Seeking to achieve an advance in science or technology
Subject to scientific or technological uncertainty
Undertaken by competent professionals.
“Note that you can just be seeking to achieve an advance,” said Sandy. “You don’t actually have to succeed…” If you need further clarification of what classes as technological uncertainty, HMRC can provide you with 500 pages of guidance!
Sandy also warned about applying for grants before tax credits, since the bestowal of grants can have an impact on tax credit claims.
“Tell us that you intend to apply for a grant before you do so, so we can ringfence government money,” said Sandy.
Mazars director of outsourcing Simone Young reminded our guests that from 2019, all VAT-registered businesses must make use of the cloud system, filing their accounts and submitting VAT returns digitally. “Businesses that do their accounts in Excel or on bits of paper will have a problem from next year,” she said.
Mazars can advise clients on how to move their accounts onto the cloud system, and can also guide towards the best apps for your industry: “There are speciality apps for retail, manufacturing, hospitals, etc, and we advise which are the best for their companies.”
Reinforcing Lisa Thomson’s comments on HR earlier in the day, Simone pointed out that entrepreneurs and start-ups don’t want to deal with the management of staff. “Payroll is a headache now,” she said, “so it’s important to outsource and get the right advice.” Mazars offers guidance and support for payroll, bookkeeping, credit control, accounts and finances.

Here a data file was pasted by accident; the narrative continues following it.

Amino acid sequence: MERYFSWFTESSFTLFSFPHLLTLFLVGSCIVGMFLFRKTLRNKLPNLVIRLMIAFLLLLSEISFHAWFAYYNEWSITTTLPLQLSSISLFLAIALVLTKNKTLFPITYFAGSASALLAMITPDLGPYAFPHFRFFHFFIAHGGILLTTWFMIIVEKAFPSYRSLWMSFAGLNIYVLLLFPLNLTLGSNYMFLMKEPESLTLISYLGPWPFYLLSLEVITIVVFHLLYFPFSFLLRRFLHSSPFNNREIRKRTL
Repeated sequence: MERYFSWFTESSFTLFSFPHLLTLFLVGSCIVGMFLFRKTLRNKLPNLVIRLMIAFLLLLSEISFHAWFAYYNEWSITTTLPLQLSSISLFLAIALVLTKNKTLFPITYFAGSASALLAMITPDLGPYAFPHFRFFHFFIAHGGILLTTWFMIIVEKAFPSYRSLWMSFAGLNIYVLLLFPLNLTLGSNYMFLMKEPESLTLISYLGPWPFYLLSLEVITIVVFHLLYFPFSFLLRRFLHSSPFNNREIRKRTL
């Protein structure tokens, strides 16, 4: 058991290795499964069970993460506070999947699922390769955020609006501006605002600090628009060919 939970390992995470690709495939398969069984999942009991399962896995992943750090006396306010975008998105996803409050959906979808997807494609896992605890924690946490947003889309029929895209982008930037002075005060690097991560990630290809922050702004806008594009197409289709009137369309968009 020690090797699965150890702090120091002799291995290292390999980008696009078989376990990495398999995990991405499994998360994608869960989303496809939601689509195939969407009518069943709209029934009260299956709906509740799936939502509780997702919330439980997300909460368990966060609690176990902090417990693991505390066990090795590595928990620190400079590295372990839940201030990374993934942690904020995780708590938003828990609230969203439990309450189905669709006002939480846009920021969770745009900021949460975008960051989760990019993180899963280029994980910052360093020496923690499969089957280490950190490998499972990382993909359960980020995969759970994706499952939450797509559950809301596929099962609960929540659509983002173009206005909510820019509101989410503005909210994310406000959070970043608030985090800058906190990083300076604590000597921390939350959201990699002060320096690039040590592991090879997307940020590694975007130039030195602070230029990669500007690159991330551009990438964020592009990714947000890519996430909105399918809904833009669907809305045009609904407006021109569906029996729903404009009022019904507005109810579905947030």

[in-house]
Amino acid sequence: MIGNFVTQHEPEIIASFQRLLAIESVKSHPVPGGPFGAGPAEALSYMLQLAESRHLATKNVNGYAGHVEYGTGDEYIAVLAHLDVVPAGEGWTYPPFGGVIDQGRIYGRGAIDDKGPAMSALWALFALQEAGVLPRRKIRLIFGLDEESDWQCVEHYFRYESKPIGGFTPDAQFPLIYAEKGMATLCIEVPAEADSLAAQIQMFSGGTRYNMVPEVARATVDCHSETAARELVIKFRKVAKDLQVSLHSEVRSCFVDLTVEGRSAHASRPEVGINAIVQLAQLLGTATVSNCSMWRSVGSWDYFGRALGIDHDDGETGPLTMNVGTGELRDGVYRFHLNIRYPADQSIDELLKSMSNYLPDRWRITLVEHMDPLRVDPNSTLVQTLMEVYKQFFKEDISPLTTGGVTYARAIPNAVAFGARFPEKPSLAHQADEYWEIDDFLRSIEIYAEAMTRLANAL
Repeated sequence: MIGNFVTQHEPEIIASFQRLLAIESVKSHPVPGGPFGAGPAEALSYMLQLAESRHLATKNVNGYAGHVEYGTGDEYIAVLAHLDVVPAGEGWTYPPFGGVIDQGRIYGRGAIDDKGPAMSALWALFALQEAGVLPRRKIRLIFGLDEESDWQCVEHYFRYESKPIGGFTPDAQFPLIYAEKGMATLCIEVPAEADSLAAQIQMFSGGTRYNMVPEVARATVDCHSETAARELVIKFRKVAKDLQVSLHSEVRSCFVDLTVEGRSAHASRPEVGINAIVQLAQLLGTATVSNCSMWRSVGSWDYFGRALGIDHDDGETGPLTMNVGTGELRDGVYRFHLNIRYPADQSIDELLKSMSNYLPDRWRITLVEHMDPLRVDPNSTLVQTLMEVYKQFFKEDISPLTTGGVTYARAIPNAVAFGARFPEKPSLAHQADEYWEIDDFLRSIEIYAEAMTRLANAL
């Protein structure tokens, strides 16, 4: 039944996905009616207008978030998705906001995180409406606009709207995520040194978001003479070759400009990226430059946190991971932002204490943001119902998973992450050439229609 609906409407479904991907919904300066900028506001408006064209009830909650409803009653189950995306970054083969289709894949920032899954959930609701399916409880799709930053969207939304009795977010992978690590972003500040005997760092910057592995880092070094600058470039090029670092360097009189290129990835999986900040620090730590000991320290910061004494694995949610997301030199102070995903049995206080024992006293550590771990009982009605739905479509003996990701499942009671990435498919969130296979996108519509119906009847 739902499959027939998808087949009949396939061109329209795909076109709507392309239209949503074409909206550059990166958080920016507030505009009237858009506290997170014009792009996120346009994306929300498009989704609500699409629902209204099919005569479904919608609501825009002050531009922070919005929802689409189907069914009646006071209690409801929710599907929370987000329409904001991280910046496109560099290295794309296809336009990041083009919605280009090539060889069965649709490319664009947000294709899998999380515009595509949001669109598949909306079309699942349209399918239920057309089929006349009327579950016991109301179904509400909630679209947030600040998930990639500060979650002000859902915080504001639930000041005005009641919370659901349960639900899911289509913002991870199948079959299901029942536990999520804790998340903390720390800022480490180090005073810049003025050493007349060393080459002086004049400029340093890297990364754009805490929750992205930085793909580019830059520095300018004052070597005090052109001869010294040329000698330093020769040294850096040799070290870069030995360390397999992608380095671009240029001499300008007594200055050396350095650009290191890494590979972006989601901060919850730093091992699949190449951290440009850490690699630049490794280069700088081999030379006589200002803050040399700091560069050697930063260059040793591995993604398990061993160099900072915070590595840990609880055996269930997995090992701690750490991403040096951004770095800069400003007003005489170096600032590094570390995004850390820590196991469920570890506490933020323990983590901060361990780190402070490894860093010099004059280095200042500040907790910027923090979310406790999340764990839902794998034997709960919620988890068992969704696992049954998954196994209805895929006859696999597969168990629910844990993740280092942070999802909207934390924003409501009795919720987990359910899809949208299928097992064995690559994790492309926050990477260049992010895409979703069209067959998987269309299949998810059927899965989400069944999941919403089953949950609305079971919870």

What are the advantages of outsourcing?
No staff to manage
More time to spend growing the business
A greater pool of resources from processor to finance director
Access to data 24/7 anywhere in the world.
“My top tip is to seek advice on tax, VAT and finances,” said Simone. “That’s what we’re here for.”
Claudia’s final question of the day was how long did it take for our speakers to be able to help a client. The general consensus was that clients can be helped very quickly, but it is important to spend longer getting to know the entrepreneur, their company, their team, and what they really need.
“There’s no fixed time,” said Niki, “it’s a case of getting to know the team, and getting to the bottom of whether it’s something you want to invest in. Sometimes it can be quick, sometimes it can take a couple of years.”
Michiel agreed: “Technically you can help a client in a month but you don’t want to do that because you want to get to know them, and do due diligence on the person.”
As for Jumpstart helping with the R&D tax credits? “An hour and a half’s discussion is all we need,” said Sandy. “Any longer and we’re not doing our job properly!”
The seminar ended with the opportunity to network; and with both entrepreneurs and investors in the room, we’re confident there will have been some advantageous conversations coming out of the day.